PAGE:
A study revealed that the spread of misinformation and disinformation on social media did not influence the results of the 2016 presidential election. One of the study's authors stated that the allegations about Russia's alleged involvement were over-hyped.
According to a report by the Washington Post, a study conducted by a New York University research center found that the actions taken by Russia during the presidential election didn't have a significant impact on the attitudes or behavior of voters.
The study, which was published in Nature Communications, analyzed how Russia used social media to spread misinformation and disinformation during the presidential election in 2016. It found that only a small number of users were exposed to accounts that were identified as being part of Russia's efforts.
Highly partisan Republicans were more exposed to the posts and accounts linked to Russia than the non-Republicans. Despite the large amount of exposure, the study found that the actions of Russia did not have a significant influence on the behavior of voters or their political attitudes.
The authors of the study also caution against drawing too much conclusions from the findings of the investigation, since it did not look into other social media platforms such as Facebook.
One of the study's authors, Josh Tucker, said that the allegations about Russia's alleged involvement were over-hyped. He noted that the country's actions were concentrated in a small section of the population, and the people who were exposed to them were more likely to support Donald Trump.
The study also found that the exposure to the posts and accounts linked to Russia did not change the people's attitudes or their political beliefs.
The study conducted by the Center for Social Media & Politics at New York University revealed that the operations that Russia carried out on Twitter during the presidential election weren't very effective. However, it's important to note that this analysis only looked at one aspect of the country's foreign influence efforts.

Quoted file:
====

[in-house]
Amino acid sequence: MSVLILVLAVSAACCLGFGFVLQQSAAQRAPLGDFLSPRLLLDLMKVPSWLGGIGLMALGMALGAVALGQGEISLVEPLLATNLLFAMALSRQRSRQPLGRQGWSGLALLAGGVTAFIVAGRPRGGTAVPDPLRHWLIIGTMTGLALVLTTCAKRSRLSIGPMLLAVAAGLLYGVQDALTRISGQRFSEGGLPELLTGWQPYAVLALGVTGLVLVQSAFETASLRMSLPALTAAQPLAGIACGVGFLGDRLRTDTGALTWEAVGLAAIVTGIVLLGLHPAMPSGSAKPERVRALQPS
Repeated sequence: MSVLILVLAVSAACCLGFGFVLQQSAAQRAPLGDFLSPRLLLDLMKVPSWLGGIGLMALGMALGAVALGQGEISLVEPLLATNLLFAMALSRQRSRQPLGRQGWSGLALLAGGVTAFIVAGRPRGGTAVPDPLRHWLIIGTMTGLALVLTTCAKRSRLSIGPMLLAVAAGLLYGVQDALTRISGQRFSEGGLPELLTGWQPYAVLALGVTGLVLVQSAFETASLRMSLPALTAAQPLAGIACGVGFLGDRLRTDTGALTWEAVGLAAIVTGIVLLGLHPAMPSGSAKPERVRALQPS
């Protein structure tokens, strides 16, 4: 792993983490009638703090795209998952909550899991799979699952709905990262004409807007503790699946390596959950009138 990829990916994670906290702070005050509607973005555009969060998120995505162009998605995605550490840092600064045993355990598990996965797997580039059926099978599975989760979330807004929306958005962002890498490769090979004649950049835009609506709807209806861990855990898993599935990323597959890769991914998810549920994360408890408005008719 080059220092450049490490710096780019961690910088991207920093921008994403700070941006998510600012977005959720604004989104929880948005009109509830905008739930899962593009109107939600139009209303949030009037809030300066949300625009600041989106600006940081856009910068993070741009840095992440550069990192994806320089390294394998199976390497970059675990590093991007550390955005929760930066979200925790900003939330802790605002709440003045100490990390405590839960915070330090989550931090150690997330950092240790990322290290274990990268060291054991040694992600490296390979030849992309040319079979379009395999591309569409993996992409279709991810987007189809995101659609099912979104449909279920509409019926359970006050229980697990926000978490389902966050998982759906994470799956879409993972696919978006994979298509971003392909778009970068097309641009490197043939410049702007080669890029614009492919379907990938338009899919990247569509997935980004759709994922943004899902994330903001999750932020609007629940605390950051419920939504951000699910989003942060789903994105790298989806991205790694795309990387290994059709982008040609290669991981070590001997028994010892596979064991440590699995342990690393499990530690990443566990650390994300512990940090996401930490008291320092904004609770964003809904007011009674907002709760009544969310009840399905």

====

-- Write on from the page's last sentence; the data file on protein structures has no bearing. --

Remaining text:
The study's authors also noted that it's still important to monitor the activities of foreign groups on social media to gain a deeper understanding of their goals.
A drop in January revealed that Twitter had little influence operations against Americans, but then it started to favor leftist groups and politicians.
Journalist Matt Taibbi claimed that in August 2017, Twitter employees believed that they didn't have the same issues as Facebook after it removed hundreds of accounts that were suspected of being linked to Russia.
In March, Twitter revealed that it had only 22 potential accounts that were linked to Russia, and it had 179 others with possible connections.
After Senator Mark Warner, who is the ranking Democrat on the Senate Intelligence Committee, criticized Twitter's report, the company's vice president of public policy noted that the company could be pressured to continue producing content.
In an email to Jack Dorsey, the company's CEO, the public policy official noted that Warner was using the issue of foreign influence operations to maintain political pressure on the company.
The preceding is a summary of an article that originally appeared on Breitbart.